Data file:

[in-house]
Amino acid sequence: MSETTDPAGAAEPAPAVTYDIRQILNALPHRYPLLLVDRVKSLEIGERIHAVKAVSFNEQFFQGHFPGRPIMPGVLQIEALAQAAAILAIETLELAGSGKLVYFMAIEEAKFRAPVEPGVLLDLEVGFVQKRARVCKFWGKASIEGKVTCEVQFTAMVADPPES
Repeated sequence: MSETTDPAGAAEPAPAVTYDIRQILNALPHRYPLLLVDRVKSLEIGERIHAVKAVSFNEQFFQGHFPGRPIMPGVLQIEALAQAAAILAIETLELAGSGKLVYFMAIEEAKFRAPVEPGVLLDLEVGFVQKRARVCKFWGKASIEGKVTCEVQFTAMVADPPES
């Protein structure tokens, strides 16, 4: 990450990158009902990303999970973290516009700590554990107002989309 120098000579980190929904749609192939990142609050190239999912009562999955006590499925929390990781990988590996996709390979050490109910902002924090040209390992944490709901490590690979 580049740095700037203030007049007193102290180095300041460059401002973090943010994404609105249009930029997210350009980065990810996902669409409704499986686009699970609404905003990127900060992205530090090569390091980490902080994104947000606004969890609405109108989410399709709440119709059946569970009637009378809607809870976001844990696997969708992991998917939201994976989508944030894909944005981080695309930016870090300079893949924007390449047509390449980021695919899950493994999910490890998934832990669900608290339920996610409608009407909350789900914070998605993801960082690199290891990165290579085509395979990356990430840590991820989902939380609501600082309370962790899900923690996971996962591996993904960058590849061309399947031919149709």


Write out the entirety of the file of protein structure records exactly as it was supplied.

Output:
[in-house]
Amino acid sequence: MSETTDPAGAAEPAPAVTYDIRQILNALPHRYPLLLVDRVKSLEIGERIHAVKAVSFNEQFFQGHFPGRPIMPGVLQIEALAQAAAILAIETLELAGSGKLVYFMAIEEAKFRAPVEPGVLLDLEVGFVQKRARVCKFWGKASIEGKVTCEVQFTAMVADPPES
Repeated sequence: MSETTDPAGAAEPAPAVTYDIRQILNALPHRYPLLLVDRVKSLEIGERIHAVKAVSFNEQFFQGHFPGRPIMPGVLQIEALAQAAAILAIETLELAGSGKLVYFMAIEEAKFRAPVEPGVLLDLEVGFVQKRARVCKFWGKASIEGKVTCEVQFTAMVADPPES
């Protein structure tokens, strides 16, 4: 990450990158009902990303999970973290516009700590554990107002989309 120098000579980190929904749609192939990142609050190239999912009562999955006590499925929390990781990988590996996709390979050490109910902002924090040209390992944490709901490590690979 580049740095700037203030007049007193102290180095300041460059401002973090943010994404609105249009930029997210350009980065990810996902669409409704499986686009699970609404905003990127900060992205530090090569390091980490902080994104947000606004969890609405109108989410399709709440119709059946569970009637009378809607809870976001844990696997969708992991998917939201994976989508944030894909944005981080695309930016870090300079893949924007390449047509390449980021695919899950493994999910490890998934832990669900608290339920996610409608009407909350789900914070998605993801960082690199290891990165290579085509395979990356990430840590991820989902939380609501600082309370962790899900923690996971996962591996993904960058590849061309399947031919149709």